In an interview with the TES magazine last week, the Church of England’s chief education officer, Nigel Genders, stated that all schools, including non-church schools, would benefit from employing a chaplain as part of their pastoral support provision. The British Humanist Association (BHA), which provides a network of accredited non-religious pastoral carers in hospitals, hospices, prisons, and the armed forces, has also emphasised the importance of pastoral support in schools, but expressed concern about the nature of Nigel Genders’ proposals.
BHA Director of Community Services Teddy Prout commented, ‘If pastoral support is to be effective it must be appropriate to a person’s religion or belief. And whilst religious chaplains would argue they can support non-religious people, the evidence suggests that service users do not agree that they can be supported if the pastoral carer or chaplain is not like-minded. Anglicans constitute a minority of the intake in almost all non-church schools, and so I would hope that the Church would recognise this before embarking on any strategy to increase the number of chaplains in schools.’
BHA Education Campaigner Jay Harman added, ‘The Church of England need to be very clear about what it is proposing here. Around three-quarters of young people in this country are not religious, and if state money ends up being used to fund Anglican chaplains in non-church schools, that would evidently not be appropriate.
‘If this is just another attempt by the Church to use state funds to smuggle Christianity into non-church schools and, under the guise of pastoral support provision, gain a fresh means of evangelising children, that cannot be allowed to happen. “Faith” schools already make up a third of all state-funded schools in England, and even schools with no religious character are legally obliged to hold daily Christian worship. Ours is an education system that is currently extremely problematic for the majority of the population that is non-religious, so any attempt to extend religious influence within it must be opposed.’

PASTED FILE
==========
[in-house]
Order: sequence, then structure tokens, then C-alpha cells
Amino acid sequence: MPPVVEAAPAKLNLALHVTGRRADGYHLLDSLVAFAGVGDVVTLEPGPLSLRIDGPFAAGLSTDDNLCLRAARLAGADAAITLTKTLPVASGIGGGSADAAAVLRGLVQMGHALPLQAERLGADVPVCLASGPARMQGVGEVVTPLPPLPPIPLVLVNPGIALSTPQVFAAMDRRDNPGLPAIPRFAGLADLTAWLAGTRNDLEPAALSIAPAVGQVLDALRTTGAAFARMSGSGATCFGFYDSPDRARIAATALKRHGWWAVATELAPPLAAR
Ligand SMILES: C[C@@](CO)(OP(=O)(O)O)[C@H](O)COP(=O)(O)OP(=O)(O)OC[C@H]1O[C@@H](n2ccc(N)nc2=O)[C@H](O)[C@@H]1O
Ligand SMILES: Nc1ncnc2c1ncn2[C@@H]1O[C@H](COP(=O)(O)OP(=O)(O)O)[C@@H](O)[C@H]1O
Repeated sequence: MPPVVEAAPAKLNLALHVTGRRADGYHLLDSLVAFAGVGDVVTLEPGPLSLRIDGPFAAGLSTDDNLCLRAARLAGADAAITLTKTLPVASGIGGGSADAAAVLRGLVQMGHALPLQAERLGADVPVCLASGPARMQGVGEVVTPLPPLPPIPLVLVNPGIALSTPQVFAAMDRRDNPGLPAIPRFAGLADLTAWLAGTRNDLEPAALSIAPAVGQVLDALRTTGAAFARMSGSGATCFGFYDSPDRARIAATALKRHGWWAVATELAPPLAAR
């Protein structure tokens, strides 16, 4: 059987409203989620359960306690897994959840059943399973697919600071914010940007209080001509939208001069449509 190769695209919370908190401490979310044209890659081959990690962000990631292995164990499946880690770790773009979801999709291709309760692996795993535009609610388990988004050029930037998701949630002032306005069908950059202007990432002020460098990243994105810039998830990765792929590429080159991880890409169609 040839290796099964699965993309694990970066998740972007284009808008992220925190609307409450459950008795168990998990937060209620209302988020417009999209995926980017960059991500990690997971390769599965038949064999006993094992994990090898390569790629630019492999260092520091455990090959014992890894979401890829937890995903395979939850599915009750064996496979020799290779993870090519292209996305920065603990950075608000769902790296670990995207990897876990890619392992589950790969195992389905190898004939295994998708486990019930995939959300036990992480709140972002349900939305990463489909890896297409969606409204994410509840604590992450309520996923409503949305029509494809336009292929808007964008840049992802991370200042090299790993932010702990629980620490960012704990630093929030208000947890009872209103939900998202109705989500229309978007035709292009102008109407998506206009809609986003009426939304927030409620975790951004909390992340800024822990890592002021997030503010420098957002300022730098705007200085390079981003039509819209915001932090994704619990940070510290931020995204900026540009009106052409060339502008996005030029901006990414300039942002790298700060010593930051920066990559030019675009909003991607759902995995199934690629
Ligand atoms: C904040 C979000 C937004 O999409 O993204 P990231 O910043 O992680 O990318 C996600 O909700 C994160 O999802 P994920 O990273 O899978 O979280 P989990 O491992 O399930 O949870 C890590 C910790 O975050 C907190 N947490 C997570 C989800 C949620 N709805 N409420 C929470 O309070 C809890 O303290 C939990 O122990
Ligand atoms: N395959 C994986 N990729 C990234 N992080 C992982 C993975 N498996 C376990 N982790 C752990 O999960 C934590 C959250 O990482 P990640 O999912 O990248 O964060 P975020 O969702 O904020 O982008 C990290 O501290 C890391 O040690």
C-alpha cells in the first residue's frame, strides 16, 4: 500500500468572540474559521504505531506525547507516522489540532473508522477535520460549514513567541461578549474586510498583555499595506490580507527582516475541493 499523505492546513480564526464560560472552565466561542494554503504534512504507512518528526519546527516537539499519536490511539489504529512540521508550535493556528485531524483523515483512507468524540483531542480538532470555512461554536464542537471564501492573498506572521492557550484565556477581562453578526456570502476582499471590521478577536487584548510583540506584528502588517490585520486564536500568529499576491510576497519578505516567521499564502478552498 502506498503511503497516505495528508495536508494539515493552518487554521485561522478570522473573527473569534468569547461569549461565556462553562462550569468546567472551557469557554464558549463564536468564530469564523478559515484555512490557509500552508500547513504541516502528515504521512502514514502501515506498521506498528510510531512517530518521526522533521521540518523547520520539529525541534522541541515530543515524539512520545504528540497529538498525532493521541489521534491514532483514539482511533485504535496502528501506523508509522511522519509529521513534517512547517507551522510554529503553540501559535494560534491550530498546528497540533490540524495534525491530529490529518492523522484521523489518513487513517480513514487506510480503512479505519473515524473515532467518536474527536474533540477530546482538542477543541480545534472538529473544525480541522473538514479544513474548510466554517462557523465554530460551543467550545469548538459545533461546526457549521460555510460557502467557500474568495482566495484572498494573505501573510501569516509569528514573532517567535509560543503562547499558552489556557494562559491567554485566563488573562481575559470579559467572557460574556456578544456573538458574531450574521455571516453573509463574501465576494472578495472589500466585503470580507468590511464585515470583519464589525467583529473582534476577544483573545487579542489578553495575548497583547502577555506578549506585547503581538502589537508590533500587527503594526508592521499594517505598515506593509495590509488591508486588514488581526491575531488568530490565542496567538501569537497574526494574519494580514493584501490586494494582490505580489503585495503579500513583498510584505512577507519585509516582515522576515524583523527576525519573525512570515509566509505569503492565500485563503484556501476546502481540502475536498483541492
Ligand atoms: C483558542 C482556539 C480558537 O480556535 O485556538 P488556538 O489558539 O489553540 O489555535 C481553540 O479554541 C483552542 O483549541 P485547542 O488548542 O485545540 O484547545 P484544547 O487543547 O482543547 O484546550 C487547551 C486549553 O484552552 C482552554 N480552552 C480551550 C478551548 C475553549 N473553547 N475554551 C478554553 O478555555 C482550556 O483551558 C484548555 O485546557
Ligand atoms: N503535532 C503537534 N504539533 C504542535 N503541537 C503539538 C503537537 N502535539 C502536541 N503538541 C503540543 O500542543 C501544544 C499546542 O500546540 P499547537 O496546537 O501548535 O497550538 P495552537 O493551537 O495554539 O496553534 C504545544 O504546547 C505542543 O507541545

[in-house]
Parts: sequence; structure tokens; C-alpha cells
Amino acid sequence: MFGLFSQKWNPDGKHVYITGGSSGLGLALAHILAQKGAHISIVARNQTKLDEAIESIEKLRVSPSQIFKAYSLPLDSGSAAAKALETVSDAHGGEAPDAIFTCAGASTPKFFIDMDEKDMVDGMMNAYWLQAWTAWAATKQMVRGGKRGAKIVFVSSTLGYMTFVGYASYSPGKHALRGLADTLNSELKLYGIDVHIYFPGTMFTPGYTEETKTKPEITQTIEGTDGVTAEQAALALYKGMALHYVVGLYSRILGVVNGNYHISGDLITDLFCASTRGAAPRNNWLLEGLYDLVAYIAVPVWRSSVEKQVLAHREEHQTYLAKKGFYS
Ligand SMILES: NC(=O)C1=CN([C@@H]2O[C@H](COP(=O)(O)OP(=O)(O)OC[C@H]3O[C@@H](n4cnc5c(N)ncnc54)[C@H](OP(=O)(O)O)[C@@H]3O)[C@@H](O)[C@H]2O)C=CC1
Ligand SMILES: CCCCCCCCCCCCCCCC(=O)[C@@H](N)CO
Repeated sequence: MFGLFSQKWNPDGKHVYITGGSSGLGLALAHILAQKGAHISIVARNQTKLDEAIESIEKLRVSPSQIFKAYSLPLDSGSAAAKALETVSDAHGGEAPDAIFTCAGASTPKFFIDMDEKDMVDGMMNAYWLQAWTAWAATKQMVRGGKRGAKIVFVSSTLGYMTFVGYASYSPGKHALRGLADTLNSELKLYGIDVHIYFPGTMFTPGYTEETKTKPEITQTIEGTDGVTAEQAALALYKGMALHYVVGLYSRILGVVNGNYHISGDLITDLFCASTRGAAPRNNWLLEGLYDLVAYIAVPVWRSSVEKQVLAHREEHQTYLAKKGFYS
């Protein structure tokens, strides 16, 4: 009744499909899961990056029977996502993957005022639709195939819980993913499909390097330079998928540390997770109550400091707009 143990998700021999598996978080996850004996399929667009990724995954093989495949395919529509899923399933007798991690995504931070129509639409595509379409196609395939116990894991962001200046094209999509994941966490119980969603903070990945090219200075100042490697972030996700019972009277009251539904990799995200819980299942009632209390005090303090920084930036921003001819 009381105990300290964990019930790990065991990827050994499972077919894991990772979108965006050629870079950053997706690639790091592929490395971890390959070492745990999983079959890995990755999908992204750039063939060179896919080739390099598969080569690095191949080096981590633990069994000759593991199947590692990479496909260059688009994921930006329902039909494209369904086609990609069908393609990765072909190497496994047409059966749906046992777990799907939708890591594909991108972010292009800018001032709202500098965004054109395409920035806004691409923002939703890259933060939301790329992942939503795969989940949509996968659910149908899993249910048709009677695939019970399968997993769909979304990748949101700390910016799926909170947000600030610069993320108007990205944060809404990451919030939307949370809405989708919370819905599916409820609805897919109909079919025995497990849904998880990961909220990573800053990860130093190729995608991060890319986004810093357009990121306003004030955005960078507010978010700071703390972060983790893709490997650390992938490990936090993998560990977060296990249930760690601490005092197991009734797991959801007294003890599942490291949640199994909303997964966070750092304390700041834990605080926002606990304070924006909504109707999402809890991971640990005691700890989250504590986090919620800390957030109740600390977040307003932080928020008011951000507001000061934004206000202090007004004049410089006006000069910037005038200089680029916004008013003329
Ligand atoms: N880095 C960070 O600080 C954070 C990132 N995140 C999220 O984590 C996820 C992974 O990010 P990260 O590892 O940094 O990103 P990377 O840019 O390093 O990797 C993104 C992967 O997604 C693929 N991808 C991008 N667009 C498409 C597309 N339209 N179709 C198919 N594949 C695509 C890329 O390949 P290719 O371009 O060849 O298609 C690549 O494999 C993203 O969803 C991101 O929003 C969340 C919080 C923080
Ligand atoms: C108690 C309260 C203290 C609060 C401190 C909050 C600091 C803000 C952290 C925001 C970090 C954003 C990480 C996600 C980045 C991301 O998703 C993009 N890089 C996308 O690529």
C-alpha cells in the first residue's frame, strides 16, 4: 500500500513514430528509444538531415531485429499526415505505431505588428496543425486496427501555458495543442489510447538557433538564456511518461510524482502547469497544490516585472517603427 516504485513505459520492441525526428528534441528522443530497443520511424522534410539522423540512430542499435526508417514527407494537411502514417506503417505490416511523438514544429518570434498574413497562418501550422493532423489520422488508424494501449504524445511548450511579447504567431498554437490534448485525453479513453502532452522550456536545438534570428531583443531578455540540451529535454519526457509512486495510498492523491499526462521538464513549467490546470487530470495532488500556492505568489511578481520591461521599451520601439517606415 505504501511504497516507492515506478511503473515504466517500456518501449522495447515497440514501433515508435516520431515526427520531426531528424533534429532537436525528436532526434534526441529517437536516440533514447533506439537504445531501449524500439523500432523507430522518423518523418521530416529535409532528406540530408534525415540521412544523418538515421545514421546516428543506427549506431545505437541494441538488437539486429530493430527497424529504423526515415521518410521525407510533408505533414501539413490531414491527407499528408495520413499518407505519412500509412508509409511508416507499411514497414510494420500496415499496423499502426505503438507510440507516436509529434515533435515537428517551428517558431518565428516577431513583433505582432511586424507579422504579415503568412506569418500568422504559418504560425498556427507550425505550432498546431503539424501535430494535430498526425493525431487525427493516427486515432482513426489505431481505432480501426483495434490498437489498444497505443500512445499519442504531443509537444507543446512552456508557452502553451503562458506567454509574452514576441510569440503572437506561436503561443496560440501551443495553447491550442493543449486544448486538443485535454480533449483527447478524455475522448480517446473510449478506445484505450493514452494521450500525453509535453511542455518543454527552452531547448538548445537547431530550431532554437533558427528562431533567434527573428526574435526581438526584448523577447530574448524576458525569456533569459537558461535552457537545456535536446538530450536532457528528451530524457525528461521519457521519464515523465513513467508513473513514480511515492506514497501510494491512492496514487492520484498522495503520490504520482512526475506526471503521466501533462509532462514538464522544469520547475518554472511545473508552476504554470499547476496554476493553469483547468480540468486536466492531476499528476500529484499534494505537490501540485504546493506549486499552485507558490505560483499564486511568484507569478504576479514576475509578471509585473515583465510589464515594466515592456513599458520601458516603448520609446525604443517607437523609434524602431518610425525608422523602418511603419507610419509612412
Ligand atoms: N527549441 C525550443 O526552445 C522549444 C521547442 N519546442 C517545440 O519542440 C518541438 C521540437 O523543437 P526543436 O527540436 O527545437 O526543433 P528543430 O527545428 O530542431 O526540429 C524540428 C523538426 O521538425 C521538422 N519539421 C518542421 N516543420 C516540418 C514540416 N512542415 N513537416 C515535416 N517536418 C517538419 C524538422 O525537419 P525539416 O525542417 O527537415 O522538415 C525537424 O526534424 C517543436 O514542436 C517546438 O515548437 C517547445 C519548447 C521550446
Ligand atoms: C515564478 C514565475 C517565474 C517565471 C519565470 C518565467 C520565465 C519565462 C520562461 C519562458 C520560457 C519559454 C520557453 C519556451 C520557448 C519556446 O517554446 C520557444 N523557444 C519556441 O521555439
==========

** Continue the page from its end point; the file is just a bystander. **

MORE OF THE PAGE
For further comment or information please contact BHA Education Campaigns Manager Jay Harman on 0207 324 3078 or email@example.com.
Read more about the BHA’s work on chaplaincy and pastoral support: https://humanism.org.uk/campaigns/human-rights-and-equality/chaplaincy-and-pastoral-support/
Read more about the BHA’s provision of non-religious pastoral support: https://humanism.org.uk/community/humanist-pastoral-support/
The British Humanist Association is the national charity working on behalf of non-religious people who seek to live ethical and fulfilling lives on the basis of reason and humanity. It promotes a secular state and equal treatment in law and policy of everyone, regardless of religion or belief.